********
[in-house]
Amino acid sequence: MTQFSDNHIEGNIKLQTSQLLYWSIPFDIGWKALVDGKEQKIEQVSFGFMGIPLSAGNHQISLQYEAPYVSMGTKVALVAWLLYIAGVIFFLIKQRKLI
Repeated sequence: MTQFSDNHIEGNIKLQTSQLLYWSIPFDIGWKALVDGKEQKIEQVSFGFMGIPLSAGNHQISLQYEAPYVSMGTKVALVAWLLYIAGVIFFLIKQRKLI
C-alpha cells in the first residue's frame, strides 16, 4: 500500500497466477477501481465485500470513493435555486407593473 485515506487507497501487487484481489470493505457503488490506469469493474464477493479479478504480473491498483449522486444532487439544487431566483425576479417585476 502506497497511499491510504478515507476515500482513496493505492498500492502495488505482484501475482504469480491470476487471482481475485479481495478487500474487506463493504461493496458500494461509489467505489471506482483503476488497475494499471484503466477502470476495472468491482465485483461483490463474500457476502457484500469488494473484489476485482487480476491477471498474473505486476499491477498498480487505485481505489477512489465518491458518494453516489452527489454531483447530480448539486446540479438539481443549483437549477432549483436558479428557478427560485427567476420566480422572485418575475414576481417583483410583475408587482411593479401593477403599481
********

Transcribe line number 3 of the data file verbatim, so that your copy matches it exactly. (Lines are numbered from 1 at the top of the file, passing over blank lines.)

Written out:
Repeated sequence: MTQFSDNHIEGNIKLQTSQLLYWSIPFDIGWKALVDGKEQKIEQVSFGFMGIPLSAGNHQISLQYEAPYVSMGTKVALVAWLLYIAGVIFFLIKQRKLI